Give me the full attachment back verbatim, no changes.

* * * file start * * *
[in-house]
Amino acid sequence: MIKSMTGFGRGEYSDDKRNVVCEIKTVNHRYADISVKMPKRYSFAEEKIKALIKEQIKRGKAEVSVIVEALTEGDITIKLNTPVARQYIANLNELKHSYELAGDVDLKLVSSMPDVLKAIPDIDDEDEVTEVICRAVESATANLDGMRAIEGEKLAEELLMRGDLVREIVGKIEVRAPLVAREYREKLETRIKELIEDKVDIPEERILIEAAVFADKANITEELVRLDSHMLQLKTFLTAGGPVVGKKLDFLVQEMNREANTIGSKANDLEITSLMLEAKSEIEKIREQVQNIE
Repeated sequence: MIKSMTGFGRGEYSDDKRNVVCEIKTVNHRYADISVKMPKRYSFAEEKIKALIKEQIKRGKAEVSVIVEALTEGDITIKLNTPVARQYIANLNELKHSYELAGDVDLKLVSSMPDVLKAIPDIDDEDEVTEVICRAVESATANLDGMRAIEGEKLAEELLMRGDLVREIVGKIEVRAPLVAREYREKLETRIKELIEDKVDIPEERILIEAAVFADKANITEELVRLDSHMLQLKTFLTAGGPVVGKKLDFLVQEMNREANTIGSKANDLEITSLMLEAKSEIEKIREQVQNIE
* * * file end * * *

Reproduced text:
[in-house]
Amino acid sequence: MIKSMTGFGRGEYSDDKRNVVCEIKTVNHRYADISVKMPKRYSFAEEKIKALIKEQIKRGKAEVSVIVEALTEGDITIKLNTPVARQYIANLNELKHSYELAGDVDLKLVSSMPDVLKAIPDIDDEDEVTEVICRAVESATANLDGMRAIEGEKLAEELLMRGDLVREIVGKIEVRAPLVAREYREKLETRIKELIEDKVDIPEERILIEAAVFADKANITEELVRLDSHMLQLKTFLTAGGPVVGKKLDFLVQEMNREANTIGSKANDLEITSLMLEAKSEIEKIREQVQNIE
Repeated sequence: MIKSMTGFGRGEYSDDKRNVVCEIKTVNHRYADISVKMPKRYSFAEEKIKALIKEQIKRGKAEVSVIVEALTEGDITIKLNTPVARQYIANLNELKHSYELAGDVDLKLVSSMPDVLKAIPDIDDEDEVTEVICRAVESATANLDGMRAIEGEKLAEELLMRGDLVREIVGKIEVRAPLVAREYREKLETRIKELIEDKVDIPEERILIEAAVFADKANITEELVRLDSHMLQLKTFLTAGGPVVGKKLDFLVQEMNREANTIGSKANDLEITSLMLEAKSEIEKIREQVQNIE